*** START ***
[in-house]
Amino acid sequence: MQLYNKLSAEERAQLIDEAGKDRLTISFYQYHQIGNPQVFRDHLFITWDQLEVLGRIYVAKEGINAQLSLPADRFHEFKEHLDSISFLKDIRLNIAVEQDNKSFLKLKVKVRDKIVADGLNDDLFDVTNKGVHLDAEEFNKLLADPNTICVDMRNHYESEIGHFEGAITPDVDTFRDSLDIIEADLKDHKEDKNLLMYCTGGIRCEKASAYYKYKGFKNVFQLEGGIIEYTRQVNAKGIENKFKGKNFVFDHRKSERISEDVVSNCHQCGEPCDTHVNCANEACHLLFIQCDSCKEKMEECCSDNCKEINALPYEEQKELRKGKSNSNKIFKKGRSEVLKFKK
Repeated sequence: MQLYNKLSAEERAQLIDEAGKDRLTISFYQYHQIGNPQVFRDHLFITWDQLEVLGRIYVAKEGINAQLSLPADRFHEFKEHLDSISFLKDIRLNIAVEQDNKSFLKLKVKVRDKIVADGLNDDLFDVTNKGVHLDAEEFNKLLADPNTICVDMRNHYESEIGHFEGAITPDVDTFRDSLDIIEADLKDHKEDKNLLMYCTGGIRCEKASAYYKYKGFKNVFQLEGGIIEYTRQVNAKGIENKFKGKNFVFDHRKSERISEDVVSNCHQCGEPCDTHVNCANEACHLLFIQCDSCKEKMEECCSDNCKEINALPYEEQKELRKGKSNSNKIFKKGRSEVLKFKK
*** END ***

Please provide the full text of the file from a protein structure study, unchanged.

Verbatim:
[in-house]
Amino acid sequence: MQLYNKLSAEERAQLIDEAGKDRLTISFYQYHQIGNPQVFRDHLFITWDQLEVLGRIYVAKEGINAQLSLPADRFHEFKEHLDSISFLKDIRLNIAVEQDNKSFLKLKVKVRDKIVADGLNDDLFDVTNKGVHLDAEEFNKLLADPNTICVDMRNHYESEIGHFEGAITPDVDTFRDSLDIIEADLKDHKEDKNLLMYCTGGIRCEKASAYYKYKGFKNVFQLEGGIIEYTRQVNAKGIENKFKGKNFVFDHRKSERISEDVVSNCHQCGEPCDTHVNCANEACHLLFIQCDSCKEKMEECCSDNCKEINALPYEEQKELRKGKSNSNKIFKKGRSEVLKFKK
Repeated sequence: MQLYNKLSAEERAQLIDEAGKDRLTISFYQYHQIGNPQVFRDHLFITWDQLEVLGRIYVAKEGINAQLSLPADRFHEFKEHLDSISFLKDIRLNIAVEQDNKSFLKLKVKVRDKIVADGLNDDLFDVTNKGVHLDAEEFNKLLADPNTICVDMRNHYESEIGHFEGAITPDVDTFRDSLDIIEADLKDHKEDKNLLMYCTGGIRCEKASAYYKYKGFKNVFQLEGGIIEYTRQVNAKGIENKFKGKNFVFDHRKSERISEDVVSNCHQCGEPCDTHVNCANEACHLLFIQCDSCKEKMEECCSDNCKEINALPYEEQKELRKGKSNSNKIFKKGRSEVLKFKK